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This episode aired on BloombergTV on Aug 14, 2012


Crowdfunding is the raising of startup capital from non-accredited investors who are generally not permitted to invest in private placements. Such fundraising is usually accomplished online, and under the JOBS Act, is limited to $1 million.

Q. So by now we all know that this was a key element of the JOBS Act, and will permit startups to raise money via the web. How’s it going to work?

A. This lets startups raise up to $1mm without the usual limitations regarding sales of securities that are not registered with the SEC… you will be able to sell to non-accredited investors, and you won’t have to worry about all the typical restrictions about advertising and soliciting. But you will have to use an intermediary, either a broker dealer or a “funding portal” that is registered with both the SEC and FINRA. And we’re still several months away from seeing all the rules.

Q. So how do these “funding portals” work? The entrepreneurs basically post information about their businesses on the site, and the investors surf up and find deals they like?

A. That’s the basic idea, yes, but SEC is putting in several rules to make the sites “honest brokers”: for example, people who work for the portal can’t be compensated based on how much any given company raises, and are not allowed to compensate “finders” and other intermediaries. But, investors must remember that the portal is not responsible for making sure the businesses are presenting their information accurately like a normal broker-dealer would have to do.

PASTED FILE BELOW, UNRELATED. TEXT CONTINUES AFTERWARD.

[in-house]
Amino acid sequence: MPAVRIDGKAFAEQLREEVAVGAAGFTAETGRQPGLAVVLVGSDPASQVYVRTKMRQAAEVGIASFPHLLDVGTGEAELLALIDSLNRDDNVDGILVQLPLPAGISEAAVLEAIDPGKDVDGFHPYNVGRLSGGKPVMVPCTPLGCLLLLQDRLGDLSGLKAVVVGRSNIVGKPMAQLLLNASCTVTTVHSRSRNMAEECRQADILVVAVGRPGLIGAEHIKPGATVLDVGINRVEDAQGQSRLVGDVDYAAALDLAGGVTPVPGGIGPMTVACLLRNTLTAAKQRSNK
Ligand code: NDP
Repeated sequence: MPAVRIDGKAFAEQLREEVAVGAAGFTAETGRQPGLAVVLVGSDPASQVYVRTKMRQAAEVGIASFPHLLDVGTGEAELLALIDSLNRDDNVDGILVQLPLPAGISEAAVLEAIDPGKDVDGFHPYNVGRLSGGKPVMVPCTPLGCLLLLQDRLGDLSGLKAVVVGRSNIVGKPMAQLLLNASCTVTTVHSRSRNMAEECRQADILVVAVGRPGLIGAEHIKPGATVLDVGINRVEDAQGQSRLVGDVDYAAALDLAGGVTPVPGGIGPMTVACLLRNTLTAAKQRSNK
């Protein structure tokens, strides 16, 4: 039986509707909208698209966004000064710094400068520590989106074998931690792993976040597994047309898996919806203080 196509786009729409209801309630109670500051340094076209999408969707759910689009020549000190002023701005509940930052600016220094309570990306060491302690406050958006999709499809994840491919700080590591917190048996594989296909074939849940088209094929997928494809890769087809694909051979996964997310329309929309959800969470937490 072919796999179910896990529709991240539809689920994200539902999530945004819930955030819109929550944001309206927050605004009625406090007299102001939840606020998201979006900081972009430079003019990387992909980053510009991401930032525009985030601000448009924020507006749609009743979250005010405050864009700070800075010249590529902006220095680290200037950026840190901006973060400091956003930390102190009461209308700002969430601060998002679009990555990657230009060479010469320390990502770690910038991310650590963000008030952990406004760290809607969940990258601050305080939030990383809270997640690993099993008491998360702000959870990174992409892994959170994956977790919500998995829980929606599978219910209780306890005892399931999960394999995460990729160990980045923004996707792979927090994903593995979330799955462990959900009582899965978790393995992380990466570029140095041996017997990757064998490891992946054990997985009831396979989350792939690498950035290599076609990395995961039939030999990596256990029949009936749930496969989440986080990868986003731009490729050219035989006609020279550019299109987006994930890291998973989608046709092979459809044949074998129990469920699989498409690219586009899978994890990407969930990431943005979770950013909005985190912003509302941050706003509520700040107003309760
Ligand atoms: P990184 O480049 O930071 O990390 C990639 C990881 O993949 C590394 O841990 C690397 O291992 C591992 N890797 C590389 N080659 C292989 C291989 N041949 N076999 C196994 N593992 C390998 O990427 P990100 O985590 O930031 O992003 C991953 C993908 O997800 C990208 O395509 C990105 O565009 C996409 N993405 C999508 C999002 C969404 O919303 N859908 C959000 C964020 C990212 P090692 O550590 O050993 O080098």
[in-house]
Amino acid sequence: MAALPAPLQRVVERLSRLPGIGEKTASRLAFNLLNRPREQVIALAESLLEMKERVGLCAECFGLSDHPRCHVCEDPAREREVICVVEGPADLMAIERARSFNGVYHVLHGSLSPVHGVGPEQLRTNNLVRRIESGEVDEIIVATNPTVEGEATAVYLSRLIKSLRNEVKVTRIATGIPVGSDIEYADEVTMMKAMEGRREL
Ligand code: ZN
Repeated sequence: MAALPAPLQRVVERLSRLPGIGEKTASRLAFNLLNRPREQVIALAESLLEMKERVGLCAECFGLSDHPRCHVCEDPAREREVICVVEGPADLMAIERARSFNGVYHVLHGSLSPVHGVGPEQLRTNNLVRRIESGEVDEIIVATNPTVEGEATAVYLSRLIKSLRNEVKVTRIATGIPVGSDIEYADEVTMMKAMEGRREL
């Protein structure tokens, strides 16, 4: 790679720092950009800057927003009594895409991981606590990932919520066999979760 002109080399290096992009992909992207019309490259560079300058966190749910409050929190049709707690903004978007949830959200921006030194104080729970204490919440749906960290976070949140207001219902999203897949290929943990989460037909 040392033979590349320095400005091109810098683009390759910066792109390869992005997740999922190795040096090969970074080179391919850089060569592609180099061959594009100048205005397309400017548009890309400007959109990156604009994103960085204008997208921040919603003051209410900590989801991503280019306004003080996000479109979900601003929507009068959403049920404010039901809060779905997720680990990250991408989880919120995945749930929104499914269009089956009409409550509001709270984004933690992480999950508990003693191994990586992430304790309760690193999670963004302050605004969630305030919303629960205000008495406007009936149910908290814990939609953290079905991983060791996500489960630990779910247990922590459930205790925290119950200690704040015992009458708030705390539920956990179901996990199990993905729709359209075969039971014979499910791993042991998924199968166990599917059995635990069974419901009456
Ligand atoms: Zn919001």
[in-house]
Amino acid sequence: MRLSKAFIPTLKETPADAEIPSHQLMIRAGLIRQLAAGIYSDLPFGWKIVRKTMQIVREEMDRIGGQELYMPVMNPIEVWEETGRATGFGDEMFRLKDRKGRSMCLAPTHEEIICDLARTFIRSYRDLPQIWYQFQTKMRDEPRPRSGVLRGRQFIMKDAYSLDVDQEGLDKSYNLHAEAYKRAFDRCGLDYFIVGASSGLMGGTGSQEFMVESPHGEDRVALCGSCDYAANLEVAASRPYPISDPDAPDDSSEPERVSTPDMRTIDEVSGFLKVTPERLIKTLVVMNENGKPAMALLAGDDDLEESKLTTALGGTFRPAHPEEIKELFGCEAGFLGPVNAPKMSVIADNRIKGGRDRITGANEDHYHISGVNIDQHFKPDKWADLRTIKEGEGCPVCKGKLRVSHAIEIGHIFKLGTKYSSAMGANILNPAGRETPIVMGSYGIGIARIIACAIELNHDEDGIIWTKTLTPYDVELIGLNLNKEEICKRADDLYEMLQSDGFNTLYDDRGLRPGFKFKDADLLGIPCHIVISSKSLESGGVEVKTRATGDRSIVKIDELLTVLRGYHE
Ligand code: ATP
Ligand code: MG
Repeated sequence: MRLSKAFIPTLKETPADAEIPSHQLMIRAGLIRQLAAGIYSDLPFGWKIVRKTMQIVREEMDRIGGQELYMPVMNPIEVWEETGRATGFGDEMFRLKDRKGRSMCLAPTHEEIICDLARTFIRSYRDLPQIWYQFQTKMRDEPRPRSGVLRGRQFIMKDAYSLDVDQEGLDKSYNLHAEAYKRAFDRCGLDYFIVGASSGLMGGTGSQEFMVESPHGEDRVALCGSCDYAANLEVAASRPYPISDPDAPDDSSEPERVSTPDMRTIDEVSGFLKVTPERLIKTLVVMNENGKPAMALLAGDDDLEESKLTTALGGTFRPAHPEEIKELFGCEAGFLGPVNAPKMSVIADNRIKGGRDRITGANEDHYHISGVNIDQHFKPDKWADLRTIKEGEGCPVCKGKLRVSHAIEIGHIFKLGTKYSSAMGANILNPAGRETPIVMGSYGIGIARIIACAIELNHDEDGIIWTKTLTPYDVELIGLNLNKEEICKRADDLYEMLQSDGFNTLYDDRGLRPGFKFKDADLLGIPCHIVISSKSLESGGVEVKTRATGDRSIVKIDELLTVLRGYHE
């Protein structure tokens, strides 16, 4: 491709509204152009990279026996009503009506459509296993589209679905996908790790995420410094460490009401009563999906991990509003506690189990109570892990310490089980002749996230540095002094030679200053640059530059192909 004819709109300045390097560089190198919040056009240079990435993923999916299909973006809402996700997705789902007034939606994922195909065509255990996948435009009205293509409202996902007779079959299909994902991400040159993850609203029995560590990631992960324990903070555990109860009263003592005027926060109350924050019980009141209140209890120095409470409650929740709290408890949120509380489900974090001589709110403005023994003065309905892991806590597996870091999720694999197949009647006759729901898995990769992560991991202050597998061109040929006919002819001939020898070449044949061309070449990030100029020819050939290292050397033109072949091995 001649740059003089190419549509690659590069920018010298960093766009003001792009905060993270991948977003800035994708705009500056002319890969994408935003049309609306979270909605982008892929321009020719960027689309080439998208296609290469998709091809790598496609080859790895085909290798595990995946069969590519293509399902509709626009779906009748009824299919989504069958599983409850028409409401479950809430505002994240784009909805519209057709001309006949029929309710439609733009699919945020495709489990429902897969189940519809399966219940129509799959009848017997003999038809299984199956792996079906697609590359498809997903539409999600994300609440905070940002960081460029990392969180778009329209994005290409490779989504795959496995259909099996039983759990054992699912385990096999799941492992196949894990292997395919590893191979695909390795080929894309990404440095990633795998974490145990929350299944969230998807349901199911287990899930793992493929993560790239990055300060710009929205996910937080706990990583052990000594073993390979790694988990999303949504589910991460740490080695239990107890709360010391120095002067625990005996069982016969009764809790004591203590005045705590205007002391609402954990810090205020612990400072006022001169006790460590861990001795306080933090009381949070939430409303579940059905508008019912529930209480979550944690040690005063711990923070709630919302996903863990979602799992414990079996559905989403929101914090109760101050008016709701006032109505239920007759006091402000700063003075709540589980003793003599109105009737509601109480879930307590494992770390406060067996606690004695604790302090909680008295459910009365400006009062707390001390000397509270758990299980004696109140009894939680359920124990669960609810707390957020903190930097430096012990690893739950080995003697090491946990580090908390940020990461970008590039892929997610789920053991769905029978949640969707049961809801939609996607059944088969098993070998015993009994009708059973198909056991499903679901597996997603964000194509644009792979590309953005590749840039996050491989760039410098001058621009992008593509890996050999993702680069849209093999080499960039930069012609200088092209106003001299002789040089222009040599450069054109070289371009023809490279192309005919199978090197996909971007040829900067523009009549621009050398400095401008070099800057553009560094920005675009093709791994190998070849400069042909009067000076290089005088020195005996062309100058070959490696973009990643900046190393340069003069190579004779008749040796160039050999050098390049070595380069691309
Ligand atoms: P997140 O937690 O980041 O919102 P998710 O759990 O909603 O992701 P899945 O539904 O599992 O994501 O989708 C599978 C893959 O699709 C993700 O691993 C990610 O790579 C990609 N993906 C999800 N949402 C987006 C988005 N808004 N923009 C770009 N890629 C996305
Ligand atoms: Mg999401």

Q. But the argument is that the “wisdom of crowds” and the webs reputation rating systems, similar to eBay’s, for example, will help address the potential fraud issue, right?

A. Right. My concern is a little different; it’s the future funding risk for the enterprise. If you think the startup is going to need more capital later (and they all do!), you have to consider how the crowdfunded round will impact the angels, VCs, and other pros. Frankly, they aren’t going to like coming into a company with hundreds of small investors already there. It will almost certainly complicate all the issues around valuation, corporate governance, and all the other very tricky issues that make startup funding such a tricky business in the first place.

Q. So if the crowdfunded round is at a too-high valuation, for example, the VCs aren’t going to want to deal with “cramming down” a bunch of moms and pops….

A. Precisely. And what if want to change out the management, which is very common in these early stage companies? Does that become a big political battle? Law and technology aside, there are a lot of business dynamics to work out about how to make crowdfunding a really successful element of new business formation.